I am using Local Moran's I in the spdep in R.

See this question: https://stackoverflow.com/questions/44104008/spatial-autocorrelation-between-time-series-in-r?noredirect=1#comment75251231_44104008

Does this look right? And I'm reiterating the question in the end of that post.

How do I collapse all the Iis to come up with one Ii for the entire time span for that cluster?


Fisher's method?

What do you do with a test statistic value that has some relevance (like Ii = -0.357682) but a high p-value (like p-value = 0.59281) {arbitrary values, but same general idea}?

Assume a 95% confidence interval.

  • If you really want to stick with a Moran's-I (LISA) approach you could implement the recent Lee & Li (2016) approach but, they point out the same caveats regarding correlation through time. onlinelibrary.wiley.com/doi/10.1111/gean.12106/full May 22 '17 at 17:23
  • I think that you may be mistaking Moran's eigen vectors, in temporal analysis, for the straight Moran's-I autocorrelation statistic. And yes, you could apply a transformation to the time-series but, you are missing the importance of potential disparity in the spatial process through time. This could make the results quite incorrect. What if the distribution at any given point is skewed? If the correlation structure is fairly homogeneous through time, then collapsing the data would be warranted. May 22 '17 at 17:27
  • As per the Tour there should be only one question asked per question.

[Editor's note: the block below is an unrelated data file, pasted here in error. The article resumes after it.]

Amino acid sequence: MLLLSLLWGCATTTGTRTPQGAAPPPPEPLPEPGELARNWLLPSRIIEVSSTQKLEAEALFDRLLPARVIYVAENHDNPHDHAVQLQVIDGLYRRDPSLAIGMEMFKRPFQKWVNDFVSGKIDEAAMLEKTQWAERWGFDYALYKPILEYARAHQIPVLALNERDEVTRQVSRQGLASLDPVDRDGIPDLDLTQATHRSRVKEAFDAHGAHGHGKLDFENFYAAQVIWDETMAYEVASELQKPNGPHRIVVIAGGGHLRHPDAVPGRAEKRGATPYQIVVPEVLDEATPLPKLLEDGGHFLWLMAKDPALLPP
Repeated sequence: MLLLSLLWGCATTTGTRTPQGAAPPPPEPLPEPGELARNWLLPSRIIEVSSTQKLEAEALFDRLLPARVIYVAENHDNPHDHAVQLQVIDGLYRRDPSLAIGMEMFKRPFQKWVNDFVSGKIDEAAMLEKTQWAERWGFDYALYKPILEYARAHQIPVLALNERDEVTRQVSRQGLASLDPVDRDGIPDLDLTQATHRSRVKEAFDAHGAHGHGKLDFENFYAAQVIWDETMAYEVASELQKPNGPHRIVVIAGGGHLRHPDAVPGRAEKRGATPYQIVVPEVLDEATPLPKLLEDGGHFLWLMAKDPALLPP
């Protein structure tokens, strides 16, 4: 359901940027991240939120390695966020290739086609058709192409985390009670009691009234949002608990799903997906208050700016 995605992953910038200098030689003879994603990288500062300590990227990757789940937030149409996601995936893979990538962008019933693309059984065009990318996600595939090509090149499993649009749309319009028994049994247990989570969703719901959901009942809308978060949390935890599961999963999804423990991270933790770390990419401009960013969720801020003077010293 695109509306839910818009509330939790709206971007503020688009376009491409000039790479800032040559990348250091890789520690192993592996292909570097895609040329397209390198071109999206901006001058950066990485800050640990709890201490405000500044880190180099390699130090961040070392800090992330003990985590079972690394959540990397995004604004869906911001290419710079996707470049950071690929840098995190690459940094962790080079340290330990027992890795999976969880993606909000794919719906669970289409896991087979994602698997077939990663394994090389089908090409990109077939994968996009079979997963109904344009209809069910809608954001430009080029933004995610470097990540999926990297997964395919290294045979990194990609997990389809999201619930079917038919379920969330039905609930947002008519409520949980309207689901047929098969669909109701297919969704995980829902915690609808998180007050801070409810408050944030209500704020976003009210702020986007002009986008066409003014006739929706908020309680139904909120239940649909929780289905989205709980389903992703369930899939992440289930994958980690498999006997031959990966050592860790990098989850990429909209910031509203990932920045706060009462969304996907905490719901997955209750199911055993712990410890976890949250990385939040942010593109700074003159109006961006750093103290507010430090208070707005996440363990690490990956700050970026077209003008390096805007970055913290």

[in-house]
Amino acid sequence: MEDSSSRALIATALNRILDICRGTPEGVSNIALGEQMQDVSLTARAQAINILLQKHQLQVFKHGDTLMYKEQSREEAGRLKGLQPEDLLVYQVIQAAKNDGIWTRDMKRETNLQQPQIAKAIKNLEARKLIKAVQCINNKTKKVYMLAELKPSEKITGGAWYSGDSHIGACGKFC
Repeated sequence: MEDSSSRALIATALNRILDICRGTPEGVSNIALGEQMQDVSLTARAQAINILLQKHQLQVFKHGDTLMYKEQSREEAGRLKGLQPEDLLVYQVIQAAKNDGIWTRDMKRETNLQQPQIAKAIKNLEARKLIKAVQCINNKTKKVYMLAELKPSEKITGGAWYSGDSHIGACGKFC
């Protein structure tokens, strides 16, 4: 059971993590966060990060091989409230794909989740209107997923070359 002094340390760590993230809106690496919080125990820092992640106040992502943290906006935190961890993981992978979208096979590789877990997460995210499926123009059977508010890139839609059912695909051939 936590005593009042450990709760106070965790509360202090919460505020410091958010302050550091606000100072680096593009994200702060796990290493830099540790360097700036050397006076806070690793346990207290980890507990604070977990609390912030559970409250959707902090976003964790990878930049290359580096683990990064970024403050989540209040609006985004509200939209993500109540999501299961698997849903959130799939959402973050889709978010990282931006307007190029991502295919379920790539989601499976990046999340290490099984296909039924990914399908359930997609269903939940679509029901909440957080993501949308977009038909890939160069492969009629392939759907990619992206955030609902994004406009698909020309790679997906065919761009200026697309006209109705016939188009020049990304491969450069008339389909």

– PolyGeo
    May 22 '17 at 21:42

Unfortunately, the global or local Moran's-I is not at all appropriate for multi-temporal data. There is a bivariate version of the statistic, available in GeoDa that can be used to compare two time-periods but not a time-series. Please note that there are some know issues with a bivariate Moran's-I (or by extension LISA) where the matrix is not symmetric and can be non-positive definite. The postulation on the spatial process in Wartenberg is in regard to a lapse rate. This brings up questions regarding the assumption of any given y being correlated at point i through time.

If you want to collapse the time-series data into a single spatial process, for a single evaluation of the spatial structure, I imagine that one would have to meet an assumption of a minimal correlation structure thorough time. Otherwise, resulting spatial clustering would be completely erroneous. For example, say you have one point in the time-series that is considerably different than the others yet you still collapse it into the overall data, how could you adequately be representing a temporally homogeneous spatial process and have relevant clustering?

A better approach may be Kulldorff (1997) scan statistics and its many extensions. Various implementations are available in the software SaTScan, the R interface to SaTScan "rsatscan" and the "kulldorff" function in the SpatialEpi package. This method allows for spatial-temporal models using specified distributional forms (eg., Binomial, Poisson, Gaussian), which provides a distinct advantage in hypothesis testing and inference.

Kulldorff, M. (1997). A spatial scan statistic. Communications in Statistics - Theory and Methods. 26(6):1481–1496.

  • Sup, it's me. Different account, Don't know why I can't comment on stuff. But why is that? Most of the researchers I've seen that use either the Global or Local Moran's I uses a time series of multiple different locations, provided they have the same time span and resolution.
    – ace_01S
    May 22 '17 at 17:06
  • @Ace_01S You need to merge your two accounts. Please see I accidentally created two accounts; how do I merge them?.
    – Midavalo
    May 22 '17 at 18:03

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